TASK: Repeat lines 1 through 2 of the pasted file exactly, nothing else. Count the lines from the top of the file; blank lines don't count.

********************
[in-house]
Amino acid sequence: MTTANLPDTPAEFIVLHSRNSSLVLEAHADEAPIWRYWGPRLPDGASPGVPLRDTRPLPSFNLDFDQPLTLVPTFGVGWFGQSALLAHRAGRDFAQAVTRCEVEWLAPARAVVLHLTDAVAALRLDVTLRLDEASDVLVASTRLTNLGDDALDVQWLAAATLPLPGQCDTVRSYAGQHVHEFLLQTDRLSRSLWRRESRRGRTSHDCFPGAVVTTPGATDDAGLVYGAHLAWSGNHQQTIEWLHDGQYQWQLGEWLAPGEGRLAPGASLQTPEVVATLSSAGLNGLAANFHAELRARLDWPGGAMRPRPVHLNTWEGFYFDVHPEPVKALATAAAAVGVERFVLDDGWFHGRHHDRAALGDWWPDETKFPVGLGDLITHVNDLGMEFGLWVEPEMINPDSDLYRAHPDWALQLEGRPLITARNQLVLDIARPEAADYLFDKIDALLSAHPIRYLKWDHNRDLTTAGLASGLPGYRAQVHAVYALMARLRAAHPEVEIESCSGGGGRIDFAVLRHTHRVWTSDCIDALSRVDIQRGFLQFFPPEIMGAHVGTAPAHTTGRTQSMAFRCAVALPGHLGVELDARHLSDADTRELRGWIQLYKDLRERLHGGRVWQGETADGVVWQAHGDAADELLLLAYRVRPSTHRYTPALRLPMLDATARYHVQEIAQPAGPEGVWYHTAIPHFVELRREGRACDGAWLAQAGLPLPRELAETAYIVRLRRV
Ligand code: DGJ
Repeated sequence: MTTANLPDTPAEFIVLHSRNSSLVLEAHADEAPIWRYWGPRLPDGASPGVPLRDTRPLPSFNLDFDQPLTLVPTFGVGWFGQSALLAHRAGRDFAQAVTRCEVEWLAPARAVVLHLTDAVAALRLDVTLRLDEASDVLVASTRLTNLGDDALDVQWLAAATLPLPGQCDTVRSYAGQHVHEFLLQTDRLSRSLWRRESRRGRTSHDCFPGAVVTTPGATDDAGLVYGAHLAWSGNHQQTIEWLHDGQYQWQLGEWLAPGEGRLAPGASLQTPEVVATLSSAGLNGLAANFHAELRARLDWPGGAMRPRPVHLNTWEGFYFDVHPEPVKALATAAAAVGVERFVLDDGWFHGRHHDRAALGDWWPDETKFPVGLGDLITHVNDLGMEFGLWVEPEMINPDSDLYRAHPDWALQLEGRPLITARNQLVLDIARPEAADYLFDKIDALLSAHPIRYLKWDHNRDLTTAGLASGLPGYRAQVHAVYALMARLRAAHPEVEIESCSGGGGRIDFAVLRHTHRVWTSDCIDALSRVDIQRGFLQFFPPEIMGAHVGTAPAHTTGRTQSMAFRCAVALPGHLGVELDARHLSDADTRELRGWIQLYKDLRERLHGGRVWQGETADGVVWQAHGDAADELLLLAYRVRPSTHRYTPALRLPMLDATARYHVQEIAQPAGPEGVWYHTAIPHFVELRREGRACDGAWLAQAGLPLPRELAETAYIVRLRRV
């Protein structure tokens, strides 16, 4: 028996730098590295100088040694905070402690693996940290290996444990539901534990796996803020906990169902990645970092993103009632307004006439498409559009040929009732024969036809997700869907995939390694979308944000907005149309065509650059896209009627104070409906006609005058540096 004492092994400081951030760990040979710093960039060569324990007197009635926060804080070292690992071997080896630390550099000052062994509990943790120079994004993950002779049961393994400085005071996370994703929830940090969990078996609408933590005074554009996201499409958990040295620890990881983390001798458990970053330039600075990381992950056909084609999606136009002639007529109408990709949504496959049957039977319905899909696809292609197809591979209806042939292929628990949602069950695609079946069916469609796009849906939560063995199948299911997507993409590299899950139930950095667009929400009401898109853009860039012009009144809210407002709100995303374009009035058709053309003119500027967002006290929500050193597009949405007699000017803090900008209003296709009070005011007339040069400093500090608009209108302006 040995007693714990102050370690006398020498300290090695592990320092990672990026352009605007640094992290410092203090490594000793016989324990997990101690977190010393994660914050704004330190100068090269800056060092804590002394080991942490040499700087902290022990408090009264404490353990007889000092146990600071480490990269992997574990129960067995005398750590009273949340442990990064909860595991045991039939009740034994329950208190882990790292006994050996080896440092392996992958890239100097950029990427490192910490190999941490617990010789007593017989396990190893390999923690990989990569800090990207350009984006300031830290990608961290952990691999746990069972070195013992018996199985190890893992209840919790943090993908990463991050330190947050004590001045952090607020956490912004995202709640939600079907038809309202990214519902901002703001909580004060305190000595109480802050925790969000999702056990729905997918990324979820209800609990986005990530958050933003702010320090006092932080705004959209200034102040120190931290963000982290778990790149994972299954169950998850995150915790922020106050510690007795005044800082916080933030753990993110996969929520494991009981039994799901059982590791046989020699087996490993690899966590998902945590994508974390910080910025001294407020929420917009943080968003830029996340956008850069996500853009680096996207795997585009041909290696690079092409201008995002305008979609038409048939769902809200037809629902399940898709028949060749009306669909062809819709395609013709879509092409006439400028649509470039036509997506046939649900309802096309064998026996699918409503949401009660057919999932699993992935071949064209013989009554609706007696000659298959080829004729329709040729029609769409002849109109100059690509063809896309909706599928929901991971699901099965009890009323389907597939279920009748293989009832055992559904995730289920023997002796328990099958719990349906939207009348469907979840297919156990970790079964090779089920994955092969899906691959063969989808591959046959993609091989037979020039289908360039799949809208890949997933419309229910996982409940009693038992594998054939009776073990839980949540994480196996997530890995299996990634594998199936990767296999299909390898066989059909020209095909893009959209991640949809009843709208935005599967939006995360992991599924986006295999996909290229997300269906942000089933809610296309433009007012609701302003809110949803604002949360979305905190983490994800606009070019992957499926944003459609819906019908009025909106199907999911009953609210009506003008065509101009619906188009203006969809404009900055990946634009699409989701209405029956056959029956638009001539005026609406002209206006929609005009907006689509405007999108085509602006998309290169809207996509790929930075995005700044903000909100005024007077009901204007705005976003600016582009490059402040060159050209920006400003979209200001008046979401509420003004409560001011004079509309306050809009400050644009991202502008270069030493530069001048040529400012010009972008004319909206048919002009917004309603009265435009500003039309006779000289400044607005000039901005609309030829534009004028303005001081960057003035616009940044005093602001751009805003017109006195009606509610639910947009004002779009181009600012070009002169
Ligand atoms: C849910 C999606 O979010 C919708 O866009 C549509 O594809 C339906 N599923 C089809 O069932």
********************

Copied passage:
[in-house]
Amino acid sequence: MTTANLPDTPAEFIVLHSRNSSLVLEAHADEAPIWRYWGPRLPDGASPGVPLRDTRPLPSFNLDFDQPLTLVPTFGVGWFGQSALLAHRAGRDFAQAVTRCEVEWLAPARAVVLHLTDAVAALRLDVTLRLDEASDVLVASTRLTNLGDDALDVQWLAAATLPLPGQCDTVRSYAGQHVHEFLLQTDRLSRSLWRRESRRGRTSHDCFPGAVVTTPGATDDAGLVYGAHLAWSGNHQQTIEWLHDGQYQWQLGEWLAPGEGRLAPGASLQTPEVVATLSSAGLNGLAANFHAELRARLDWPGGAMRPRPVHLNTWEGFYFDVHPEPVKALATAAAAVGVERFVLDDGWFHGRHHDRAALGDWWPDETKFPVGLGDLITHVNDLGMEFGLWVEPEMINPDSDLYRAHPDWALQLEGRPLITARNQLVLDIARPEAADYLFDKIDALLSAHPIRYLKWDHNRDLTTAGLASGLPGYRAQVHAVYALMARLRAAHPEVEIESCSGGGGRIDFAVLRHTHRVWTSDCIDALSRVDIQRGFLQFFPPEIMGAHVGTAPAHTTGRTQSMAFRCAVALPGHLGVELDARHLSDADTRELRGWIQLYKDLRERLHGGRVWQGETADGVVWQAHGDAADELLLLAYRVRPSTHRYTPALRLPMLDATARYHVQEIAQPAGPEGVWYHTAIPHFVELRREGRACDGAWLAQAGLPLPRELAETAYIVRLRRV